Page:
Board ignited by fire ban, funding requests

Happy Birthday Linda
Commissioner and former Board Chair Linda Isenhart celebrated her birthday during a long meeting of the Gilpin County Board of Commissioners on March 14.

John Scarffe, Gilpin County.  A request for fire restrictions and five funding requests came before the Gilpin County Board of County Commissioners during a regular meeting at 9 a.m. on Tuesday, March 14, 2017 at the Gilpin County Courthouse. Sheriff Bruce Hartman requested enacting Stage One Fire Restrictions along with most of the counties on the Front Range.

Hartman told the Board that both Boulder and Jefferson counties have enacted fire restrictions, and Clear Creek will be placing Stage Two fire restrictions at noon that day. Stage Two restrictions are more limiting, but Gilpin County’s will be just Stage One. Clear Creek had a fire last week.

Stage One is appropriate for Gilpin County, because the biggest issue is if someone goes camping and has a fire. He dislikes prohibiting residents from needed burning. Stage One restricts camp fires unless they are in a designated camping ring.

This is the earliest in the season Hartman can recall enacting fire restrictions. They enacted one in October last year. The Board approved the fire ban.

The Timberline Fire District requested funds for a UTV at $28,121 and a skid unit for $11,250. Board Chair Gail Watson said the costs came in under expectations, and the Board approved the request.

County Attorney Jim Petrock discussed a notice from the Timberline Fire District announcing a public hearing on April 4, 2017, at 7 p.m. at Fire Station No. Three, 660 Highway 46, to consider calling for an election to include real property in the Timberline Fire Protection District. Properties to be included are Gilpin County taxing area 010 and 025, according to a District notice.

If approved, the District would provide fire protection and emergency medical and rescue services, enforcement of fire prevention codes, hazardous materials response and other emergency services, according to the notice.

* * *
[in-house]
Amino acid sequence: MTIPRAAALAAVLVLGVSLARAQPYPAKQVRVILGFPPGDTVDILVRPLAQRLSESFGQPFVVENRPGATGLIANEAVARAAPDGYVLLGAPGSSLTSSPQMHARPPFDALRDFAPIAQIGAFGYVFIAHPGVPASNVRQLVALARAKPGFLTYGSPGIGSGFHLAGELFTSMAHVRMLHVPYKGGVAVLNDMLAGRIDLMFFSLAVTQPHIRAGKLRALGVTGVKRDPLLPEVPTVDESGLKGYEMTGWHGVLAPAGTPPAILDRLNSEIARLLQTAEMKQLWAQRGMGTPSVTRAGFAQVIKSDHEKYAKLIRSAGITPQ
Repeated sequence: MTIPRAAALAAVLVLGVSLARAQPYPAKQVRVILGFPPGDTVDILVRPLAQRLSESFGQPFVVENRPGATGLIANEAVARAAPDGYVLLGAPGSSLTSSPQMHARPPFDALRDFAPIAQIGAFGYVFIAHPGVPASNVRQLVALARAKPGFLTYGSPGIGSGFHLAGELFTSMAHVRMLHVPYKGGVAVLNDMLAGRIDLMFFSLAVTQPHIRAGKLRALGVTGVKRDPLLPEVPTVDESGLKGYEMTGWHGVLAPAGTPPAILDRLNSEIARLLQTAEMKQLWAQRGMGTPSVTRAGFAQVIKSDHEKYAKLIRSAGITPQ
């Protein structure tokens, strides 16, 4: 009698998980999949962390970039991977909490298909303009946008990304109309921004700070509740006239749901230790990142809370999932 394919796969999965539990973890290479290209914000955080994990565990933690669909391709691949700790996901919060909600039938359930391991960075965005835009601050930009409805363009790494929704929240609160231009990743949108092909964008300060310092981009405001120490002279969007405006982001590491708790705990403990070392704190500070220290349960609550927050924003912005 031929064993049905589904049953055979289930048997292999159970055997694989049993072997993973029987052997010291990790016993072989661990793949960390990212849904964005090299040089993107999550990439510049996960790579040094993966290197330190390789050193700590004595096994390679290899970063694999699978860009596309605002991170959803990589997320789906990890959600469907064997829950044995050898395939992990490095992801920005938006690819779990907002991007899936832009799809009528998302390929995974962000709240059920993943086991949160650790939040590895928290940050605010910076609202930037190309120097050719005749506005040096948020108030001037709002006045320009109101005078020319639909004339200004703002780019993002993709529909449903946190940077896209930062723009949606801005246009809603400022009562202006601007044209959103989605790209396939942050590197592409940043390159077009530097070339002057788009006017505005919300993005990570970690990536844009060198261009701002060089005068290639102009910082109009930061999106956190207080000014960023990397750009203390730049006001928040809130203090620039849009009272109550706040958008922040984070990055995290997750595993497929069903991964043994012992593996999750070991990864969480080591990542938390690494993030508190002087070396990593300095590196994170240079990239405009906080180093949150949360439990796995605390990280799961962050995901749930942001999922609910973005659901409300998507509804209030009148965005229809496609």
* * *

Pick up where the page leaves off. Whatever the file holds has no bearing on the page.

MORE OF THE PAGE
Timberline has the resources, capability and staffing to cover underserved areas.

Timberline carries a mill levy of 8.342 mills, so each $100,000 of actual property value will cost the taxpayer $66.40 per year. For more detailed calculations, your residential assessment can be found at

Petrock said that only areas to be included in the District have to vote in the election and have received a copy of the notice. If someone doesn’t want to be included in the inclusion area, they can apply to the District.

Today he got a letter from attorneys representing the fire district, which said the Board of County Commissioners is not involved. “It is their belief that was not what was intended. If we get any requests, they should go to the District,” Petrock said.

Commissioner Ron Engles asked if they had any indication of how many property owners have requested exclusion. County Manager Roger Baker said that April 5 is the deadline, and the County has already received some requests. He would not be surprised to get several dozen. Petrock said there’s no appeal from that, and the District could deny the exclusion request.

Commissioner Linda Isenhart said that $66 dollars per year is just a drop in the bucket for potential fire protection, and Watson said chances are they’re paying $30 a year for fire protection now. Petrock said many of the exclusion requests would involve mining claims.

Baker introduced a request for a cemetery fence upgrade above Central City. The fence has been proposed in part due to complaints of trash, vandalism and trespassing during the summer.

Baker said one more step has been recommended to make the fencing more stable. “They thought it was worthwhile.” One of three proposals included three alternatives: a split rail, two-rail fence for $41,017; a buck and pole wooden fence for $93,244 or a three-wire wildfire friendly fence at $21,045.

Watson said the Board has already approved $10,000, and now we’re at $21,000. Baker said they would be spending more but getting more. Watson said it has to be substantially off the right of way.

Public Works Director Bill Paulman said that, if the fence is not back from the road edge, it will be pushed back by the snow.

Watson asked if Central City has made any headway on identifying land owners of the area, and Engles asked if the Central City Council can pick up $4,000. Watson said the problem is snow plowing. “I think this needs more work.”

Isenhart said we’re seeing the cost going up quite a bit and aren’t sure how that will fit into the budget. Watson said the Board is looking for more information from Central City and asked Baker to reach out to Central City.

Gilpin County Fair Coordinator Heather Pearce requested the assistance of Public Works for an expansion of the BMX Track at the Fair Grounds. She proposed widening the current track to the northeast by about 20 feet.